DiGeorge syndrome, or 22q11.2 deletion syndrome, is a genetic disorder that can display itself in a variety of ways. It’s quite rare and children with the disease may have heart conditions, a poorly functioning immune system, and other medical problems. It has been difficult to diagnose because of its rarity and variety of symptoms, but researchers have known for a long time that DiGeorge syndrome also affects the look of the faces of the kids with the disease.
Because the visual cues are slight, and due to our multi-ethnic society, a physician can easily miss the telltale signs of DiGeorge, potentially leading to a wrong diagnosis and inappropriate followup care. Children of non-European ethnicities are apparently particularly difficult to diagnose.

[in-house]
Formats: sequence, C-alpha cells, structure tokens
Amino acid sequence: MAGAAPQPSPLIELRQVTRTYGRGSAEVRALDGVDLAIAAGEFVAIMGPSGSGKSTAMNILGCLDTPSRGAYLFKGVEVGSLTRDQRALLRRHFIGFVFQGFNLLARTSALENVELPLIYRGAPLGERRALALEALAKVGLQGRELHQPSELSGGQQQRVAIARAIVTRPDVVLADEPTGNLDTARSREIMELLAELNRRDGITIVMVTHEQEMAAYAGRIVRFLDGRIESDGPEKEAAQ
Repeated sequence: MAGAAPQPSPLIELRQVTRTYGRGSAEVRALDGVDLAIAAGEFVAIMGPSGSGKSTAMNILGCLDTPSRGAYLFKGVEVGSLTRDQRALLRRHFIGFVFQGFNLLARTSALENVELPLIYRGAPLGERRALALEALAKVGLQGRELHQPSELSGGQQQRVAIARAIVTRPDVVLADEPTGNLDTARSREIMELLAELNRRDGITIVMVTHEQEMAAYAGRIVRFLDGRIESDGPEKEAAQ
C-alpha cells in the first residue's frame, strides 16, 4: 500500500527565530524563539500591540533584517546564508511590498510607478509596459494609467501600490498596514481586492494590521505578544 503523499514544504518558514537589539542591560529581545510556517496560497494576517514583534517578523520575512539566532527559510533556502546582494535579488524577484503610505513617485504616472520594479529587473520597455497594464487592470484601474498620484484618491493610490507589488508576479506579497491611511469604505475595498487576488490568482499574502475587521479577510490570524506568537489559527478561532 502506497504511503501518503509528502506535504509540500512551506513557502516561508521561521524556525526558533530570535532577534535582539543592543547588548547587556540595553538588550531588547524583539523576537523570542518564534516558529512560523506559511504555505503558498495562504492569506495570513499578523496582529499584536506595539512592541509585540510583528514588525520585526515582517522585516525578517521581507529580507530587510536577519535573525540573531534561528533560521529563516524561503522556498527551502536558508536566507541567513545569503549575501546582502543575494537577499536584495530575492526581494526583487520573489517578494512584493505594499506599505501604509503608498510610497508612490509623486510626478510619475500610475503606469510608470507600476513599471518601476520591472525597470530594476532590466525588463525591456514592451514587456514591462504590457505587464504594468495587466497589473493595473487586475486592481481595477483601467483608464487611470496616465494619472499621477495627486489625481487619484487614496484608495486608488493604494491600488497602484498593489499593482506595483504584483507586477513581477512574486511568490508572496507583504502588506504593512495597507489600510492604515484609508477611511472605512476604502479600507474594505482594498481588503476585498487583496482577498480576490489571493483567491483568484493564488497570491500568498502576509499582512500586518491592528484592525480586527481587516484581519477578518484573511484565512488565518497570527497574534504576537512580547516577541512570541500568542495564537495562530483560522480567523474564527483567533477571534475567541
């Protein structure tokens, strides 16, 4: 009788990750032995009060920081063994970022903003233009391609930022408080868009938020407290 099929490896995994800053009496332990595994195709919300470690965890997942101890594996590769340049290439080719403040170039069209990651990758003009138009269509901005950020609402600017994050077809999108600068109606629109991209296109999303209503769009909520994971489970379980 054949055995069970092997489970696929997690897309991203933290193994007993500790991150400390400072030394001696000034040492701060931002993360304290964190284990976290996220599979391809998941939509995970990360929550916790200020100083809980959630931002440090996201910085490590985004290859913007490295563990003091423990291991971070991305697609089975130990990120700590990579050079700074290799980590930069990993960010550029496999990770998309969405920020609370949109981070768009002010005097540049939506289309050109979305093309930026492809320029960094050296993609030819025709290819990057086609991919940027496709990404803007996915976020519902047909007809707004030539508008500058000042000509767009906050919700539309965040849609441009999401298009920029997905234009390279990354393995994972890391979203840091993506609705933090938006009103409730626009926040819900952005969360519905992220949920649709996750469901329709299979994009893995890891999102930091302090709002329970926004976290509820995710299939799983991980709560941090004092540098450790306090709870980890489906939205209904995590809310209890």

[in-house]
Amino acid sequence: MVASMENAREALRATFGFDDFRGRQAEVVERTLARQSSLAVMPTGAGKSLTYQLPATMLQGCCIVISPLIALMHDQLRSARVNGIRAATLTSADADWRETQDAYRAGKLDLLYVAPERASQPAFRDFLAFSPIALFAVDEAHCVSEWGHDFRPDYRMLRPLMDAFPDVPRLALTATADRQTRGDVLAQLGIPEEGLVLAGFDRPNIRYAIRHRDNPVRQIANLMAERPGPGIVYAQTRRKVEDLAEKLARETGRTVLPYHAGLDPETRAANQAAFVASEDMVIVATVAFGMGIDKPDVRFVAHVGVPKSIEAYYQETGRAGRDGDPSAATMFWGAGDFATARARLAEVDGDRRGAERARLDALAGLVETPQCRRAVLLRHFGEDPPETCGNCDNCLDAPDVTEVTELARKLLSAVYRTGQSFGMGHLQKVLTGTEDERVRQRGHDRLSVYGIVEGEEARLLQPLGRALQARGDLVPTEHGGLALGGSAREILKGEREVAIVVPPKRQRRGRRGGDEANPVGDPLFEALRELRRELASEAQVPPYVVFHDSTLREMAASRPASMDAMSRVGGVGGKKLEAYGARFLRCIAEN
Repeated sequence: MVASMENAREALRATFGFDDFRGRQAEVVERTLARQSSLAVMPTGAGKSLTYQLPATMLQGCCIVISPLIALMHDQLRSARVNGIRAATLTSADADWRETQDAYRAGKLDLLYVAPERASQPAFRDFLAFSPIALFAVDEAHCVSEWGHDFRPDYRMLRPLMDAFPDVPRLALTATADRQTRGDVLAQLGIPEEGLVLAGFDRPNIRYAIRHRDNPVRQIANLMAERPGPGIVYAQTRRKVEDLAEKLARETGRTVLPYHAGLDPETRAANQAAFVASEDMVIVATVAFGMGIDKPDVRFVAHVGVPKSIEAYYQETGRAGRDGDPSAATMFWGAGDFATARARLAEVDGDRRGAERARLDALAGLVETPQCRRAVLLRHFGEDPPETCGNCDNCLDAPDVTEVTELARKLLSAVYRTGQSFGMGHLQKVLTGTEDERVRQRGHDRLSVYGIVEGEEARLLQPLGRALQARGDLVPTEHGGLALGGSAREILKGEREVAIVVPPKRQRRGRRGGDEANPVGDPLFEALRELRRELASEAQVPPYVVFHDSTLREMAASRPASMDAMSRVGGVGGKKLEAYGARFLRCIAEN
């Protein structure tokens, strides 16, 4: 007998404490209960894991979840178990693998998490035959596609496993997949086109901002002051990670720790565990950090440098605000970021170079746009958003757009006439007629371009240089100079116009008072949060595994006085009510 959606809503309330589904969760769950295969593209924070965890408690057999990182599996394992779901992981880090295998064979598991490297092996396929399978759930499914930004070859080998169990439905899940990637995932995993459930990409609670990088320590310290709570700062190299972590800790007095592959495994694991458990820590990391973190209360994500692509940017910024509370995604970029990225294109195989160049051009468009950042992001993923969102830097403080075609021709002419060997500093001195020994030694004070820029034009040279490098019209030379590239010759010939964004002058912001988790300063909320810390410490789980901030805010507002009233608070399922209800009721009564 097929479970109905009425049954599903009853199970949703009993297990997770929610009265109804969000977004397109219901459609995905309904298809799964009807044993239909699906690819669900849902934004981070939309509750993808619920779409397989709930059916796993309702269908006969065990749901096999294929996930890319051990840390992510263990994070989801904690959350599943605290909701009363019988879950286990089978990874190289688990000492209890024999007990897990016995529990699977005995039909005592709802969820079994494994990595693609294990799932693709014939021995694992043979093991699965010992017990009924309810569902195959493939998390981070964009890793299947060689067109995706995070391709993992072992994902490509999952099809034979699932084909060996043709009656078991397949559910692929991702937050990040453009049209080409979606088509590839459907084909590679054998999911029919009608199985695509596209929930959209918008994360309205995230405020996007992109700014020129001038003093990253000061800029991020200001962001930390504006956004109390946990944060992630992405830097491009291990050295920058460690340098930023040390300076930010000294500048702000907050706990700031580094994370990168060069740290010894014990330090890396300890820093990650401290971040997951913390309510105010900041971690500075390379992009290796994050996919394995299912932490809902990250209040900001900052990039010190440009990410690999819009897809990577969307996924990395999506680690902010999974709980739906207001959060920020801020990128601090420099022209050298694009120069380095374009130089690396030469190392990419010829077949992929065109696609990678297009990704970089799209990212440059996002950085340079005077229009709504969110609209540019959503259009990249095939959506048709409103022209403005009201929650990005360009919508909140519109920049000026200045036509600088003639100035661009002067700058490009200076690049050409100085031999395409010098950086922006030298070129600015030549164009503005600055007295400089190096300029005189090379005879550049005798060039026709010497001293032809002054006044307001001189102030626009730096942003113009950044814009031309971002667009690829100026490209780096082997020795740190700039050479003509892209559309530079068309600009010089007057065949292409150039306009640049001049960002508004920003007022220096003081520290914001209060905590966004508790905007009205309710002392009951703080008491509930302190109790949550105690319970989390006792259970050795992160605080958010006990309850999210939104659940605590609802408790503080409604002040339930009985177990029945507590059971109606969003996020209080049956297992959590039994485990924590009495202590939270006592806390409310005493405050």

Now researchers at the National Human Genome Research Institute have developed a computer vision algorithm that can be used to screen children for DiGeorge syndrome. They had access to over one hundred photos of DiGeorge children from Africa, Asia, and Latin America. Using this data they built their algorithm, which they then subjected to a test involving over 150 photos of children, including of European descent, with and without the condition. Impressively, the software made the correct diagnostic prediction 96.6% of the time.
The software doesn’t require anything beyond a photo, so should be easily portable to smartphones that can then be used by physicians right at the point of care.
Study in American Journal of Medical Genetics: 22q11.2 deletion syndrome in diverse populations…